Bhavdeep Singh, Managing Director of Whitehawk Associates, recently had the opportunity to reflect on his journey as an Indian immigrant to the United States. He also weighs in on some of the events of the past twenty years that have impacted the Sikh American community.
The following are excerpts from Bhavdeep Singh’s remarks. The comments and quotations have been edited for content and clarity.
“No, you don’t understand, I am a Sikh!”
These are words that have come out of my mouth many times for many reasons. If I had a nickel for every time that happened, well, you know how that saying goes.
My family and I came to this great country in 1970 from India and settled in a suburb of New York City. My siblings and I were very young and we were about get on a ride, a fairly, wild and compelling ride. The way my parents saw it, we were much like the original settlers in this nation, only we got here a few years later. Two years removed from the assassinations of the Rev. Martin Luther King Jr. and Robert Kennedy, the country was still feeling the challenges of the civil rights movement, and to be quite candid, it was a somewhat tense and unsettling moment in the history of our country.
I went to a fairly diverse school in White Plains, New York, and while the kids didn’t always get along, the one thing they agreed on was to beat up the little kid with the “thing on his head.” And get beat up I did – so much so, that when the 3 pm bell rang signaling the end of the school day, I used to just run out of school and get home as quickly as possible so I didn’t get in the way of some bully’s fist. But as was sometimes the case, I often wasn’t’ fast enough.
It is worth mentioning that I did try explaining to the kids why I wore this mini turban, I tried many times to explain I was a Sikh, and I kept my hair and turban as a commitment to my religion.
I suspect no one was listening.
Over a period of time, my confidence started to build and I started to make inroads with the school kids and people in general. While I looked different, in every other way, I was like everyone else in New York. I started telling myself that I was “as red, white and blue as anyone could be with a turban on their head.”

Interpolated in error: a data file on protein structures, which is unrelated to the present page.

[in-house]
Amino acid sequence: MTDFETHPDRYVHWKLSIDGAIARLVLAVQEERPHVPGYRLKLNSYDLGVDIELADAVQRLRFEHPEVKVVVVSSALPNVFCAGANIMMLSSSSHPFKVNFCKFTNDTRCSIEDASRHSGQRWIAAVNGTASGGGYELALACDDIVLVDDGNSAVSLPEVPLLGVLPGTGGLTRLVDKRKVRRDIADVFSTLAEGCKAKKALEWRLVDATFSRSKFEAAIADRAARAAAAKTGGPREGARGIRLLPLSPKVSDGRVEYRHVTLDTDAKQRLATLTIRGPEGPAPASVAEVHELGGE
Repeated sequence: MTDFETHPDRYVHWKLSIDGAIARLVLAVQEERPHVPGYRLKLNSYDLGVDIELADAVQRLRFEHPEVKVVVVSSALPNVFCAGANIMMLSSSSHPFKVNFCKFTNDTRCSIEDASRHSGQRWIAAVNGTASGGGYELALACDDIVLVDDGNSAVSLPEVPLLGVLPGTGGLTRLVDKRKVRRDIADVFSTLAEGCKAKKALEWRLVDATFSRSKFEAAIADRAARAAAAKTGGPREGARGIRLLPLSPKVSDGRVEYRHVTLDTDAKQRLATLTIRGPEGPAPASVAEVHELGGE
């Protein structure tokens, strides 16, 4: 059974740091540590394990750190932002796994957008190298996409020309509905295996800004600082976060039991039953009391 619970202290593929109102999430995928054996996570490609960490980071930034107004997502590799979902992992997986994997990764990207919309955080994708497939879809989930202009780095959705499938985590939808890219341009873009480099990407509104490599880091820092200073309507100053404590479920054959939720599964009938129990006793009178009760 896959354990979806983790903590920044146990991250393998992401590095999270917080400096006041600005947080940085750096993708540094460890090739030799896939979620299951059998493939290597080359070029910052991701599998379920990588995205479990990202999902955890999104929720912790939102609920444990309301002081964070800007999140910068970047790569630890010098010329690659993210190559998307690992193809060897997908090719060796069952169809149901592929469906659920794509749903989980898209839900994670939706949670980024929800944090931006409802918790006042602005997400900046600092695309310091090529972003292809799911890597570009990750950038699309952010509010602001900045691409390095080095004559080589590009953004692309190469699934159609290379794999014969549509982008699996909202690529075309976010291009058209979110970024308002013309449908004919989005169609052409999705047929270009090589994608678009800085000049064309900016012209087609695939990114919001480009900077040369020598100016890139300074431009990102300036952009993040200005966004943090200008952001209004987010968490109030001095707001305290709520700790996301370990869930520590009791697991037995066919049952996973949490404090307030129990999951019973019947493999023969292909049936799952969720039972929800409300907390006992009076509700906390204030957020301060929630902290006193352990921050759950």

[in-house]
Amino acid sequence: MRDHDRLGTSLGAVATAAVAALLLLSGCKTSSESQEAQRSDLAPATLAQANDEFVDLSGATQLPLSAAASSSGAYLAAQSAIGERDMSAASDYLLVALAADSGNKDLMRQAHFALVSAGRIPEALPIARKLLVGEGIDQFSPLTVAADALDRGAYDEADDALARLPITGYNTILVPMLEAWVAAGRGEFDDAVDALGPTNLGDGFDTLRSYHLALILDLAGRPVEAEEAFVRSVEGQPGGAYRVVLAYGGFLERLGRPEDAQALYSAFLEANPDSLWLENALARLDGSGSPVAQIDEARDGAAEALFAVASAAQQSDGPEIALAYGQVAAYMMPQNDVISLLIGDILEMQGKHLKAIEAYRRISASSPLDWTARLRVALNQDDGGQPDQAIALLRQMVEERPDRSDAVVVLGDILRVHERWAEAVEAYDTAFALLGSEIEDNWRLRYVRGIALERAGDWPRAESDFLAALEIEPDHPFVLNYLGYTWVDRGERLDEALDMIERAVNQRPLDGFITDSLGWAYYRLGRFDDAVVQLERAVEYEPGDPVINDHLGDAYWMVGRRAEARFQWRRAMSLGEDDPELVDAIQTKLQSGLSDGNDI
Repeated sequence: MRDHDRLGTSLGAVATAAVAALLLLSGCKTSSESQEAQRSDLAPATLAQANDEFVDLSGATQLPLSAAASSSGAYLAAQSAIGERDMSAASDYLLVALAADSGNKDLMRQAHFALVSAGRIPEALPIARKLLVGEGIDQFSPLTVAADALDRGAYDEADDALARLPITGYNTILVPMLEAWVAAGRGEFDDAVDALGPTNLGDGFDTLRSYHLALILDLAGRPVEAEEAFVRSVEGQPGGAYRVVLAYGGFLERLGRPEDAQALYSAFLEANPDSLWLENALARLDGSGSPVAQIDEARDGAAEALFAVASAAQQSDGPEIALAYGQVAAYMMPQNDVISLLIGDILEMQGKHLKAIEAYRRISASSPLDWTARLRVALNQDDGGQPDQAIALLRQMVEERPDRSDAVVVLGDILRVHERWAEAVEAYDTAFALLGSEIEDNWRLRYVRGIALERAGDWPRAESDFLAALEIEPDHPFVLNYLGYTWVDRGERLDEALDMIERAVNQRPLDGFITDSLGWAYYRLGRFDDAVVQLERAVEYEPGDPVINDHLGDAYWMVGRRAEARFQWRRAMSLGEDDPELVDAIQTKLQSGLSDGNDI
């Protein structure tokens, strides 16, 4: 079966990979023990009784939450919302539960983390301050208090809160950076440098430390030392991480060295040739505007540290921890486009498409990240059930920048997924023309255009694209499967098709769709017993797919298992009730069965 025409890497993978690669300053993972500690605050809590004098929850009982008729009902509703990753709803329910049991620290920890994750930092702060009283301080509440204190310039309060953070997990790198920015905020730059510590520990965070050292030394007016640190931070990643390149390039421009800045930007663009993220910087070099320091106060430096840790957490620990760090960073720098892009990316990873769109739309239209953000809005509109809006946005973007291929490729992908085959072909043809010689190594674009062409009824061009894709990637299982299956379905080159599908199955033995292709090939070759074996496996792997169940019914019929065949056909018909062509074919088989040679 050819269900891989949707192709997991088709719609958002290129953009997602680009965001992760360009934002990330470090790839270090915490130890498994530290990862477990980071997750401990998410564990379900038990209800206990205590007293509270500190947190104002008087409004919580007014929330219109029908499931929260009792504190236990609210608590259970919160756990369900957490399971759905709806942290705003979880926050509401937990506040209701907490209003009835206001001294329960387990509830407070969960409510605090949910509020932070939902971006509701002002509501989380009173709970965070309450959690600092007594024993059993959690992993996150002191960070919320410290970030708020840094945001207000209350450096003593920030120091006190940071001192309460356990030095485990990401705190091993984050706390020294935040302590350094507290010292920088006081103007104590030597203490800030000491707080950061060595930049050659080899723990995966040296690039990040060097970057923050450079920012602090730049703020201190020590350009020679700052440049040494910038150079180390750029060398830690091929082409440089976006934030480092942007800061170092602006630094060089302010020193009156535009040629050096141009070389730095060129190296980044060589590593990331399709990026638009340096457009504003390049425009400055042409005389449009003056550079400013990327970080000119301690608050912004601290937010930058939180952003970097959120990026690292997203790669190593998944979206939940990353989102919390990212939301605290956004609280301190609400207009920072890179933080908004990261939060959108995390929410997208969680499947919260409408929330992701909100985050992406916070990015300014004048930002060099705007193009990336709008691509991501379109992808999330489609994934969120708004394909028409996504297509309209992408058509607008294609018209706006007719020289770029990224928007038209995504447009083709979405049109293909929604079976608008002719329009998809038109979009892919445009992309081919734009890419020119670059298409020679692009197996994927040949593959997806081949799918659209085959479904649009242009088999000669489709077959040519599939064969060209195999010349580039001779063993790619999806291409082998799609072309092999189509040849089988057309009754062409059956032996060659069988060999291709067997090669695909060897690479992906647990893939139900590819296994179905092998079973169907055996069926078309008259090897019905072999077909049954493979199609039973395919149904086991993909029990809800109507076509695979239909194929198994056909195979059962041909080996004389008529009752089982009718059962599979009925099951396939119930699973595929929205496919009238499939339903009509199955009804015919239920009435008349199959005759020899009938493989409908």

However, while I was pretty convinced, not much had changed, because no one was listening. In the late 70’s, we didn’t have cell phones or play stations, if you wanted to have fun, you had to be outside on the playground. So, I grew up playing Little League baseball in the spring, stickball in the summer and basketball in the winter, all while watching “Happy Days” (remember the Fonz?), “Mission Impossible” (pre-Tom Cruise), “Three’s Company” and such. I was a die-hard New York Mets fan and cried when they lost to the Oakland A’s in 1973 and cried again when they beat the Boston Red Sox in the 1986 World Series.
I told anyone who would listen, “I think like an American because I am an American!”
However, once again, I’m not sure if anyone was listening.
While I came across many wonderful people who embraced diversity (before we called it that), there were harsh reminders along the way that I was indeed different — whether it was schoolyard jabs, random taunts from strangers on the street or having eggs thrown at our home during the Iran hostage crisis in 1981.
Fast forward to Sept. 11, 2001. Our country is attacked and as was the case with every other American, I was shocked about the tragic events at the World Trade Center. My reaction and the reaction of Sikhs nationwide was no different than our fellow American citizens: concern for the safety of our nation and sympathy for the families of those who died. We embraced our neighbors and prayed for the well-being of the country and people all over the world.